I’ve been reflecting on why I run. “Reflection” is perhaps too generous, too refined a word for a moment rooted in my literal uphill battle (thanks, Grand Avenue). In typical life-writer fashion, though, I find the physical experience of running provides a natural, albeit slow, somewhat tedious path to issues I couldn’t address in a sensible way.
And believe me, I’ve tried myriad coping mechanisms over the years.
Yoga isn’t exactly my jam due to the whole sitting-still/being Zen factor. My journal entries typically feature words stretched like a slinky (i.e. “whyyyyyy) per my latest 20-something crisis. Emotionally charged baking sessions calmed my existential-turmoil-prone side for some time, until I realized butter and inner peace weren’t a cause-and-effect duo. Then came running.
In four months of training for the upcoming Des Moines Half Marathon, my mile time has remained much the same — 10-ish minutes of “Whyyyyyy did I decide registering for this was a good idea?” About halfway through my run, though, I reach the desired pace, one no longer under the control of Iowa humidity or the despair/doubt that come with the initial miles of a long distance trek. My body and brain, at last, feel in control.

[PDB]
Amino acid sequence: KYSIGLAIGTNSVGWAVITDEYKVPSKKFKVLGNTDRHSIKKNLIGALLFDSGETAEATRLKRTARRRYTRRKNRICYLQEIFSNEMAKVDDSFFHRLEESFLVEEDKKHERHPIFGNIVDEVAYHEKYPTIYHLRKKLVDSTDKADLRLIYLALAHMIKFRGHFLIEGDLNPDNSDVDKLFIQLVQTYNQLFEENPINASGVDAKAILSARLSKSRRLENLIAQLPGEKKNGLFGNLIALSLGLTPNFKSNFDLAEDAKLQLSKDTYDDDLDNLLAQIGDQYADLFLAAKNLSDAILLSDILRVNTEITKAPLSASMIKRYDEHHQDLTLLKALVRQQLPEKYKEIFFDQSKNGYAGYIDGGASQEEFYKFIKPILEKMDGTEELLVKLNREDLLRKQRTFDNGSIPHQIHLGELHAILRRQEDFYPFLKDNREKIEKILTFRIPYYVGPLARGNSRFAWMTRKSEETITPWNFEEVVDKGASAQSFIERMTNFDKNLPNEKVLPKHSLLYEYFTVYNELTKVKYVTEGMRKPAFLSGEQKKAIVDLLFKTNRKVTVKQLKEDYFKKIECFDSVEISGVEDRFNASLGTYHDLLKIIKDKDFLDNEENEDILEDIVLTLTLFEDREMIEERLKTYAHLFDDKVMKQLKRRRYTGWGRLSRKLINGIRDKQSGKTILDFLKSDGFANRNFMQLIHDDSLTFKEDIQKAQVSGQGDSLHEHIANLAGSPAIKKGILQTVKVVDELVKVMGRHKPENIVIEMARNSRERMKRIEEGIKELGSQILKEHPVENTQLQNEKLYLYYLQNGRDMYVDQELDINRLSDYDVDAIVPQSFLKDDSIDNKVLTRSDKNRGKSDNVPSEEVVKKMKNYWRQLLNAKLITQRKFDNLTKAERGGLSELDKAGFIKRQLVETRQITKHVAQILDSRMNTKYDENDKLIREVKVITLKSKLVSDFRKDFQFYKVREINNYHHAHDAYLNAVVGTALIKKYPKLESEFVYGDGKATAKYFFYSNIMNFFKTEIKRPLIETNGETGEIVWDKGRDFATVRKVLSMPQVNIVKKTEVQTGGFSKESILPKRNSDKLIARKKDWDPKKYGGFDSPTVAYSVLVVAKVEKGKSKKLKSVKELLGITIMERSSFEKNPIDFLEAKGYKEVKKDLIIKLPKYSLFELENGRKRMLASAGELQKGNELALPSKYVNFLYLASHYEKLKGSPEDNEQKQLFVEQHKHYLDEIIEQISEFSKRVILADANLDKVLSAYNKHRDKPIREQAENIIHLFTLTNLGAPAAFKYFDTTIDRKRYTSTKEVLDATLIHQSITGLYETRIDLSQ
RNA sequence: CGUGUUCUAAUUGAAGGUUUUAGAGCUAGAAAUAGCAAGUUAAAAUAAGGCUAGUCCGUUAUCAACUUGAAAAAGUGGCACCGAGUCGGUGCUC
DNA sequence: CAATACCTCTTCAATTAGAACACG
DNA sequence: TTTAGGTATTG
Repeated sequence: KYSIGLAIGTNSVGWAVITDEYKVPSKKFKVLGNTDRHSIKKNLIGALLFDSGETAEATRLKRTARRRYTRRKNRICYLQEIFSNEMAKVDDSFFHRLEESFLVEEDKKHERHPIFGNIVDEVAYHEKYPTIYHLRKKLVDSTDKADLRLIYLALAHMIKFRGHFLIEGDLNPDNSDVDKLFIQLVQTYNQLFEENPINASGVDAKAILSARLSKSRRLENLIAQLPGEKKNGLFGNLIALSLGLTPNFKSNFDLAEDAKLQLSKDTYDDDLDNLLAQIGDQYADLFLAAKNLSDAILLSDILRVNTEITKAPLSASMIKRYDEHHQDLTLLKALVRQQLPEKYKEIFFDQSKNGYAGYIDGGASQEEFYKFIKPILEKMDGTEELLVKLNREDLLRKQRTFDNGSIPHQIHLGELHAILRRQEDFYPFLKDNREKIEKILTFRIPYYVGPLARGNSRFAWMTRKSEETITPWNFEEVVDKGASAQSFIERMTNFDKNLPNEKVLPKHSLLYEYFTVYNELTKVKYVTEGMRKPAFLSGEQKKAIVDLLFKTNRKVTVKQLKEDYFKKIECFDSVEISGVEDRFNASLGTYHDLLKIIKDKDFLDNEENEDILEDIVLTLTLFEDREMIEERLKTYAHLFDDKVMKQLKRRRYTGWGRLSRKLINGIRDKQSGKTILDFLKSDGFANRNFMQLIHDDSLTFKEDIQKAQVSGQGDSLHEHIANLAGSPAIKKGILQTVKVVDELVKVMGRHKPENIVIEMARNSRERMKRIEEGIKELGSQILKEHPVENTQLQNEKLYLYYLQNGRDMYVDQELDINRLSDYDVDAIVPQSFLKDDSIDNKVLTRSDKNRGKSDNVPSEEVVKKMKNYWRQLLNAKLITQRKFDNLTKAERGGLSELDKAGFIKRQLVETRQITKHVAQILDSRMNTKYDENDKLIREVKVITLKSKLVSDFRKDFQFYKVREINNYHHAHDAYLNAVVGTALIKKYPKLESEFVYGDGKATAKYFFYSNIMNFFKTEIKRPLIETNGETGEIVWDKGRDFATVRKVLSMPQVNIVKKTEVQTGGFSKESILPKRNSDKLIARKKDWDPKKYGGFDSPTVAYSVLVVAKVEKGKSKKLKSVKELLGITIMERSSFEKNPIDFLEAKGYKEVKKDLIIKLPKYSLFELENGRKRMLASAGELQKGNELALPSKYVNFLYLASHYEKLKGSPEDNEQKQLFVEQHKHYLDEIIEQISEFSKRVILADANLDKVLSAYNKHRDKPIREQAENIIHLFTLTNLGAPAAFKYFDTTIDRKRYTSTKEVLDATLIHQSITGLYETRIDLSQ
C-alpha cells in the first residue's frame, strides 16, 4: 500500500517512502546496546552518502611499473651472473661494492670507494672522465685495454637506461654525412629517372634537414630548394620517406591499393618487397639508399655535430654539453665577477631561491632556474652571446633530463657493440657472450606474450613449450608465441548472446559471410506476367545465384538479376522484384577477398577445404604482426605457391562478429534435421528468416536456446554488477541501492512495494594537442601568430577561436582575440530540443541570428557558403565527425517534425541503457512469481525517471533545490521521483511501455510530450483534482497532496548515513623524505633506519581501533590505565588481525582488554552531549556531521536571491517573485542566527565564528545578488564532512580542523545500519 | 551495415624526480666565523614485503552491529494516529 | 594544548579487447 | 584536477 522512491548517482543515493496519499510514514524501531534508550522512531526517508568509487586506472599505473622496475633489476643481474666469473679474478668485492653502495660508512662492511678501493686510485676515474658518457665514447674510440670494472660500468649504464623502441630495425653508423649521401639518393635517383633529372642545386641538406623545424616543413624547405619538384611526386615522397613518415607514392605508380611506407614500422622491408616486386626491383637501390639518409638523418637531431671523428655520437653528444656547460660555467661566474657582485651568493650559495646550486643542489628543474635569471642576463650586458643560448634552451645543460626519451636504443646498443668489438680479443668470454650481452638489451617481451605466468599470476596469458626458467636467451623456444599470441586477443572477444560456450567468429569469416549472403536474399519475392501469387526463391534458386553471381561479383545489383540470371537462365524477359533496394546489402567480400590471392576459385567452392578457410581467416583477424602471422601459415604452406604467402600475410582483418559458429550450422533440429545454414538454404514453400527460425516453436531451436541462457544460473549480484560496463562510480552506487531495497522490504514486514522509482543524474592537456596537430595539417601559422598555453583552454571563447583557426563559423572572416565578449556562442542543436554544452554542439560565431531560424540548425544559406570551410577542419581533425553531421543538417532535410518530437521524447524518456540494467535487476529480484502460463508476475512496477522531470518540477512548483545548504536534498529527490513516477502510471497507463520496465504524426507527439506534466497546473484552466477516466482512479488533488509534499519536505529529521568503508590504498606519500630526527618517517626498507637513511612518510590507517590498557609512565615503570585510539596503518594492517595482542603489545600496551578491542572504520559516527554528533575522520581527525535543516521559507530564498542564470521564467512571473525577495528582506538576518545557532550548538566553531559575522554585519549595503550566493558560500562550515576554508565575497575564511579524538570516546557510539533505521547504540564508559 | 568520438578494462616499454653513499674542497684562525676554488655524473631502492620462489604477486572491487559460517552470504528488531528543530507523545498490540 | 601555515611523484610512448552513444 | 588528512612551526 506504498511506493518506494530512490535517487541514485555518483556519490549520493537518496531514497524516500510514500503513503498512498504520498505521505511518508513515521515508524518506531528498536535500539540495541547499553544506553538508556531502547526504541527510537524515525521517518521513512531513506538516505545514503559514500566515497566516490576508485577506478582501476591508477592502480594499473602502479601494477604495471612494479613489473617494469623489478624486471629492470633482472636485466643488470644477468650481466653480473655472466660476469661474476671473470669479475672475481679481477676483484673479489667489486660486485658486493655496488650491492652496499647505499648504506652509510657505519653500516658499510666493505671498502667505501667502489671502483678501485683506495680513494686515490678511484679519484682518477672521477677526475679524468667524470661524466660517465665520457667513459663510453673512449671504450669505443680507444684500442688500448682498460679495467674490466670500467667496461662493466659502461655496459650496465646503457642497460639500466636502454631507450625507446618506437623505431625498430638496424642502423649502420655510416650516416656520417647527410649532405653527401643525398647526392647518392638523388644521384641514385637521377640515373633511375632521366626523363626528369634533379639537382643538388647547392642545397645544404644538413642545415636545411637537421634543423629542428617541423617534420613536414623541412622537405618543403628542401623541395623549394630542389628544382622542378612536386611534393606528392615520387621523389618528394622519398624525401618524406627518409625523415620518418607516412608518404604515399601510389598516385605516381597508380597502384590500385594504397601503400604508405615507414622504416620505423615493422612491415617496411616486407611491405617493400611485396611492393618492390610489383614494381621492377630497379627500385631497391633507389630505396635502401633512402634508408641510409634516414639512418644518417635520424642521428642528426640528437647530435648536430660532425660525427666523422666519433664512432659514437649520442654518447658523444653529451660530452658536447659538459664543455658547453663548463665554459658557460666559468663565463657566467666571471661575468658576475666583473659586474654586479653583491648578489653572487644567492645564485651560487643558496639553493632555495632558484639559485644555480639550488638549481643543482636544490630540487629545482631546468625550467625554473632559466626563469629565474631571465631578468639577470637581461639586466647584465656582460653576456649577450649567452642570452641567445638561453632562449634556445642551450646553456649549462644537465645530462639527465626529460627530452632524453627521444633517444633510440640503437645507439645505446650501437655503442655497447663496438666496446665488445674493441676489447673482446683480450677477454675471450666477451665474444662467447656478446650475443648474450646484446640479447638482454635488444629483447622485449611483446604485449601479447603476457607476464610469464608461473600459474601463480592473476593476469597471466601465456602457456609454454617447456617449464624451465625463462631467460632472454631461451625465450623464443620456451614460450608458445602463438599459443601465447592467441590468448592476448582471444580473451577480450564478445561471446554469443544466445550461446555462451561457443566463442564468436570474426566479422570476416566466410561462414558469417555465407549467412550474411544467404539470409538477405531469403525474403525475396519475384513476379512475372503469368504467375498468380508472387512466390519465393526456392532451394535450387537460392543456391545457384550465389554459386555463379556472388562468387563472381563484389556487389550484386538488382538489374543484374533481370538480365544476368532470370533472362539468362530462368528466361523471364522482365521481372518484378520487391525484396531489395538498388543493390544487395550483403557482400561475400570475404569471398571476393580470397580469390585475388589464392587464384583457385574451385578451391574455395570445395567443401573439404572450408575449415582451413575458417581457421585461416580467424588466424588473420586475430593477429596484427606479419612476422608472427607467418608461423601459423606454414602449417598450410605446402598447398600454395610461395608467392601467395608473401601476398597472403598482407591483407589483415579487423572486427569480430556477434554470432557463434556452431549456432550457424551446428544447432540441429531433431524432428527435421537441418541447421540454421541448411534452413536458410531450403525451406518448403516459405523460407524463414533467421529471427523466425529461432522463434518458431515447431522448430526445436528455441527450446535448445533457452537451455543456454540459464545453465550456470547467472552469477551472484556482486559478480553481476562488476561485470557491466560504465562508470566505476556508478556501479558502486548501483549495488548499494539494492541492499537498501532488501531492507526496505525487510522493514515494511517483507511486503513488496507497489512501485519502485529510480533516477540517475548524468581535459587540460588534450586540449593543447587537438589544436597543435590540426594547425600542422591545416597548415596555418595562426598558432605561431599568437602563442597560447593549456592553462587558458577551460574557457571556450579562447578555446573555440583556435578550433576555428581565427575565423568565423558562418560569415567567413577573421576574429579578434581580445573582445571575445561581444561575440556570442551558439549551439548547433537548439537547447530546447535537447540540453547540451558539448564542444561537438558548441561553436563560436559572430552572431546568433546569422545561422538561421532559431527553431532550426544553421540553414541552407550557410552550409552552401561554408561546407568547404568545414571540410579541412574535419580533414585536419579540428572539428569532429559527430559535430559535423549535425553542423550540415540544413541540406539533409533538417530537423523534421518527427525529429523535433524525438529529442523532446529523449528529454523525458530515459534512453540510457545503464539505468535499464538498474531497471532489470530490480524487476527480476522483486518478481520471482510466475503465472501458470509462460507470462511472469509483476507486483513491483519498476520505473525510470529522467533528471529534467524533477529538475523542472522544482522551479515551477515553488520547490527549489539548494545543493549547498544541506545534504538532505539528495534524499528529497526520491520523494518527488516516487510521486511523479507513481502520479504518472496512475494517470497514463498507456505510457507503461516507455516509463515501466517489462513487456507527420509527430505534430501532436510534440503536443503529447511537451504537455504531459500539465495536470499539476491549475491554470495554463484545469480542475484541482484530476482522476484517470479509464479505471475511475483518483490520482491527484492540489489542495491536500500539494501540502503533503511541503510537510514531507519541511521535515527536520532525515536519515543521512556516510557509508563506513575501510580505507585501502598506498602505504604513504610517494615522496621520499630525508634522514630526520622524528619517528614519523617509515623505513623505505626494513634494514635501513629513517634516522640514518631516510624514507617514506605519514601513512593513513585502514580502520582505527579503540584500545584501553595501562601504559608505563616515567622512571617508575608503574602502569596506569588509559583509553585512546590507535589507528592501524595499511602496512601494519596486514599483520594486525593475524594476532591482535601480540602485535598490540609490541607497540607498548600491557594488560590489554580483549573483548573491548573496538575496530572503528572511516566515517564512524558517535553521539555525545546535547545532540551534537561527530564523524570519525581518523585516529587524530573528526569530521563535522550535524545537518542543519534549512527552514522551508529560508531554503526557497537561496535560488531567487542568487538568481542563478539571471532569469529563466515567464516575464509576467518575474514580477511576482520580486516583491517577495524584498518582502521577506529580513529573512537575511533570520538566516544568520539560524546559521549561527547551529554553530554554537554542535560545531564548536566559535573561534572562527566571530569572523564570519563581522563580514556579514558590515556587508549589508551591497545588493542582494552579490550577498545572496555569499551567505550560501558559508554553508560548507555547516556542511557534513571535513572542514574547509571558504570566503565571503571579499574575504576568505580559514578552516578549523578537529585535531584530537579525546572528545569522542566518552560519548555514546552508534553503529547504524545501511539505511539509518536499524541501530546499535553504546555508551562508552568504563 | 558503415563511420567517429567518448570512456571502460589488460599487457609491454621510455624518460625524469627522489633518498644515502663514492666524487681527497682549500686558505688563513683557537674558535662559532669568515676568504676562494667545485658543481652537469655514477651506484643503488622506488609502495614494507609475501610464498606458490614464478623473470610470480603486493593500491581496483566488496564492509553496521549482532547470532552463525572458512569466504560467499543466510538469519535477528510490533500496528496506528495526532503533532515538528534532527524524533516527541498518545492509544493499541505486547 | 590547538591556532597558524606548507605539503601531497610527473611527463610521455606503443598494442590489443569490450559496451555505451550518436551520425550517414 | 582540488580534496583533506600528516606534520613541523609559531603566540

In that moment of, “Well, I think I can maybe do this?” I realize control over my body has long been a quiet quest in my life, one I’ve fought forever but failed to confront before running.
“You’re a twig.” That’s the one I hated the most growing up, the comment that left me paralyzed. A twig is something outside forces move, guide and control. I wanted so badly to say, “I’m not a twig,” but I suppose in the psychological sense I was, allowing hurtful commentary to decide the status of my physical health and wellbeing.
Running has helped me reclaim my strength and own exactly what health means for me, not somebody else. I set my training routes. I set mileage goals. I slow down when I need to and run faster, farther when I can.
After four months of intense training by my generally unathletic standards, I’m not that much faster, but I can run for a couple hours straight, and I feel stronger. Example: I was ‘chosen’ to play outfielder in first-grade T-ball, which is the ultimate form of rejection at age 6.
I’m not too worried about my time come the race in October. I have three relatively simple goals: 1. Keep my own pace. 3. Take a post-race picture biting my medal like Rafael Nadal. 3. Drink plenty of cheap, celebratory beer at the finish line.
Cheers to existential epiphanies, the glacial crawl up Grand and my uncanny knack for running into a cute guy in the elevator exclusively post-run.